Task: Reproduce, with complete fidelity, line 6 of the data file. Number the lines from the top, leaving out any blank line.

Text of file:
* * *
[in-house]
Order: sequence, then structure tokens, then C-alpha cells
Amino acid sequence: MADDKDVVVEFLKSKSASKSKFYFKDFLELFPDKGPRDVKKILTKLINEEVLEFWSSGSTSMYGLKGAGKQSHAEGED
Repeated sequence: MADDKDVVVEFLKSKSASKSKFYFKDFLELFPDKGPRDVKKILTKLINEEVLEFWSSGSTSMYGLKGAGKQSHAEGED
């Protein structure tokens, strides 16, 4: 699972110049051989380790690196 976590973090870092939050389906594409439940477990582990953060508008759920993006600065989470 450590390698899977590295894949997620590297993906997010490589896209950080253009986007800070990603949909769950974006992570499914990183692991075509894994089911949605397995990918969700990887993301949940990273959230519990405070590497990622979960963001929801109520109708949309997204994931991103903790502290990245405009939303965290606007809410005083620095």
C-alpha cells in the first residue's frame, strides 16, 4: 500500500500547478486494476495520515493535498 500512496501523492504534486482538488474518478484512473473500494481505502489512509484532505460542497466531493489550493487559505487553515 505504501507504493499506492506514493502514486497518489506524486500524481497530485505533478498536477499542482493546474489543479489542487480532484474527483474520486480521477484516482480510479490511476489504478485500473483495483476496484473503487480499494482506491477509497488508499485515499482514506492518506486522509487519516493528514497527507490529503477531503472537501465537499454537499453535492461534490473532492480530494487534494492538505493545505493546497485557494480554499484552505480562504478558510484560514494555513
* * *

C-alpha cells in the first residue's frame, strides 16, 4: 500500500500547478486494476495520515493535498 500512496501523492504534486482538488474518478484512473473500494481505502489512509484532505460542497466531493489550493487559505487553515 505504501507504493499506492506514493502514486497518489506524486500524481497530485505533478498536477499542482493546474489543479489542487480532484474527483474520486480521477484516482480510479490511476489504478485500473483495483476496484473503487480499494482506491477509497488508499485515499482514506492518506486522509487519516493528514497527507490529503477531503472537501465537499454537499453535492461534490473532492480530494487534494492538505493545505493546497485557494480554499484552505480562504478558510484560514494555513